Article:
Archive for Tuesday, February 20, 2018

Editorial: Lighting switch not necessary

It doesn’t make financial or environmental sense for the city to change plans on outdoor lighting.

February 20, 2018


The Lawrence City Commission should follow the recommendation of city staff and continue using its current LED lighting for city street lamps, despite an effort by some to get the city to change.

At a meeting tonight, commissioners will consider city staff’s recommendation to continue using LED lighting that emits a blue-rich white light. Some studies have shown that nighttime exposure to blue light is unhealthy, and a group called the Lawrence Alliance for Responsible Lighting is asking the city to consider switching to lighting with a color temperature less than 3,000 kelvins.

Adrian Melott, emeritus professor in the department of physics and astronomy at the University of Kansas, is a member of the alliance. He cited a recommendation from the American Medical Association that warns against light with a color temperature higher than 3,000 kelvins because it can disrupt human sleep and disorient some animal species.

Melott added that lower color temperature bulbs are similar in price to the LED brand used in Lawrence, which are 4,000 kelvins.

“It’s typically about 3 percent,” Melott said. “So, to sacrifice the environment, human health and wildlife health for a 3 percent difference is to me not a very good idea.”

But there are varying opinions on the AMA recommendation. The lighting industry has vigorously challenged the accuracy of the AMA’s advisory. And the Department of Energy issued a response that said the effects of exposure to blue light at night also apply to light from television, phone and computer screens and depend on the amount of light and duration of exposure.

City staff said it could be costly to change the lighting now. Gina Penzig, a spokeswoman for Westar Energy, said LED lighting is embedded in the street lamps, meaning changing the lighting would require new streetlight fixtures.

Westar owns a majority of the outdoor lighting in Lawrence. Including traffic lights, Westar owns 3,500 lights while the city owns about 800 street, pedestrian or parking lot lights. Westar is also converting to LED lights and is using 4,000-kelvin lights.

Changing the city’s lighting without Westar doing the same would have minimal impact, if any, on Lawrence lighting. The city spent $850,000 on street lighting service in 2017, and staff estimates “the potential for a significant cost impact” if the city were to switch lighting.

As the city considers future street light projects, perhaps there is a different lighting that will better meet Lawrence’s needs. But it doesn’t make financial or environmental sense to switch in the middle of the city’s current project to update its outdoor lighting. The city should thank the Lawrence Alliance for Responsible Lighting for its information, but stick with its existing lighting plans.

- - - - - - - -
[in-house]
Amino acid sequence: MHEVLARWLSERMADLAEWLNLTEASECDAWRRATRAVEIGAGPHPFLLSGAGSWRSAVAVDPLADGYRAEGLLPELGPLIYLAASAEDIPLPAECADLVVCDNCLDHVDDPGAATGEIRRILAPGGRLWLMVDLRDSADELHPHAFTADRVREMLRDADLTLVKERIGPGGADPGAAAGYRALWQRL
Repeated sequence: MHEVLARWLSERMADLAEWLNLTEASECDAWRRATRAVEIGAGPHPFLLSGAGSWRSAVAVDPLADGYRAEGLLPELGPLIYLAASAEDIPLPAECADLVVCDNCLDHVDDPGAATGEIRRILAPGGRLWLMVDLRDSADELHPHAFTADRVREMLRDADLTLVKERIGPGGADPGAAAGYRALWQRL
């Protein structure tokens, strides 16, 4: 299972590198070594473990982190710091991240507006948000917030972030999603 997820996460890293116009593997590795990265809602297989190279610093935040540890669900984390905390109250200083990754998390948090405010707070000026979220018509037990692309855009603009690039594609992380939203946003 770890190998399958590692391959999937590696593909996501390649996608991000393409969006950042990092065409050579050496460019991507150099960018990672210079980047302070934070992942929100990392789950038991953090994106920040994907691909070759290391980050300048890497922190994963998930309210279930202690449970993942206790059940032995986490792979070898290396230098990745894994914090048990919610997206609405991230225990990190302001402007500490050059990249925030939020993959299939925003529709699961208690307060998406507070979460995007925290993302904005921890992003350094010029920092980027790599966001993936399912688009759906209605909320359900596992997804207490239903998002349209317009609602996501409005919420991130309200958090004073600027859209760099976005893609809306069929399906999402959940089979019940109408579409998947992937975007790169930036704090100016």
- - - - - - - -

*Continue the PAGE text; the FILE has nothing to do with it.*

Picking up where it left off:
Louis Kannen 2 months, 4 weeks ago

 A bit curious...exactly when was tonight's City Council meeting announced and published, including any and all Agenda additions? Ostensibly, your Council's prevailing predilection would seem a bit the "foregone conclusion variety". Will in fact your Council's 'Power-Point' presentation, if any, be utilized to engage in ALL substantive and necessary dialog BEFORE making any decision(s on an issue that will have demonstrable impact on your citizenry?
  Or will it simply be another requisite "Dog & Pony" show on a "Smoke Screen" of sorts, attempting to support the Council's, Westar's 'Fox & Chicken Coop' Business Philosophy's and the JW's seemingly

co-aligned, pre-determined decision?? Time to make your voices heard.

Fred Whitehead Jr. 2 months, 4 weeks ago

"Some studies have shown that nighttime exposure to blue light is unhealthy


What studies? What group? Where is the validity of these "studies"??

This is the most ignorant, stupid and utterly misleading comment I think I have ever heard.

The "color" of light being unhealthy????? What a crock!!

What next......the color of Stop signs being unsettling?? Red can be VERY unsettling you know. We need turquoise stop signs to keep some folks from felling attacked by the corner "Stop" sign................yeah..........just as stupid and insignificant.

Calvin Anders 2 months, 4 weeks ago

The color of light is unhealthy, yea, what a crock. And the silly claims people used to make about the fumes from lead in gasoline, what a bunch of BS. And all those claims about smoking being bad for one's health, what tripe. And mercury in the water supply and run off from pesticides and excessive nitrogen from fertilizers and exposure to radiation . All of these and many other threats to public health were resisted for as long as possible by industry because it threatened their profit margins.

Ken Lassman 2 months, 3 weeks ago

A ripe sense of irony, Calvin, with just the right dash of sarcasm--nice job: really! The health effects of bluish LEDs is just beginning to be studied, and there are enough red flags to slow down the deployment and even switch colors for now until more research is done. If this turns out to be unnecessary, it's a cost that will be justified compared to if the research turns out to be correct and we have to replace the blue LEDs later and deal with the long line of lawsuits.

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